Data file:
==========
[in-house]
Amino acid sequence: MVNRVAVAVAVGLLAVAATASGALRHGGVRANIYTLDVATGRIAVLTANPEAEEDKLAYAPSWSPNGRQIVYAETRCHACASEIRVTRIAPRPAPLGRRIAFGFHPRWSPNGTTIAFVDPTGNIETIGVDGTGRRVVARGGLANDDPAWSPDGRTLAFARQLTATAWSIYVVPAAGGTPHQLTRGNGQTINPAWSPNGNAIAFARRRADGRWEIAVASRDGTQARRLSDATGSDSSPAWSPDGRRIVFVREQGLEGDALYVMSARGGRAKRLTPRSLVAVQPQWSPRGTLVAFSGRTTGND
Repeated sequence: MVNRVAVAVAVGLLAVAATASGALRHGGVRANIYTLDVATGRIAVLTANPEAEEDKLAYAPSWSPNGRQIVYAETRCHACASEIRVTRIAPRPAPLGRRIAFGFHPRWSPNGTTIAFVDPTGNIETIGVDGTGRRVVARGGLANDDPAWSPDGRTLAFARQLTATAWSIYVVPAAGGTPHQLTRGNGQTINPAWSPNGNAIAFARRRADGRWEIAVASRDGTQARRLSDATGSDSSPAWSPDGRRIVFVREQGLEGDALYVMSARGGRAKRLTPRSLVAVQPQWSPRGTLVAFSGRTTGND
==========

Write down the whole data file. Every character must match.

[in-house]
Amino acid sequence: MVNRVAVAVAVGLLAVAATASGALRHGGVRANIYTLDVATGRIAVLTANPEAEEDKLAYAPSWSPNGRQIVYAETRCHACASEIRVTRIAPRPAPLGRRIAFGFHPRWSPNGTTIAFVDPTGNIETIGVDGTGRRVVARGGLANDDPAWSPDGRTLAFARQLTATAWSIYVVPAAGGTPHQLTRGNGQTINPAWSPNGNAIAFARRRADGRWEIAVASRDGTQARRLSDATGSDSSPAWSPDGRRIVFVREQGLEGDALYVMSARGGRAKRLTPRSLVAVQPQWSPRGTLVAFSGRTTGND
Repeated sequence: MVNRVAVAVAVGLLAVAATASGALRHGGVRANIYTLDVATGRIAVLTANPEAEEDKLAYAPSWSPNGRQIVYAETRCHACASEIRVTRIAPRPAPLGRRIAFGFHPRWSPNGTTIAFVDPTGNIETIGVDGTGRRVVARGGLANDDPAWSPDGRTLAFARQLTATAWSIYVVPAAGGTPHQLTRGNGQTINPAWSPNGNAIAFARRRADGRWEIAVASRDGTQARRLSDATGSDSSPAWSPDGRRIVFVREQGLEGDALYVMSARGGRAKRLTPRSLVAVQPQWSPRGTLVAFSGRTTGND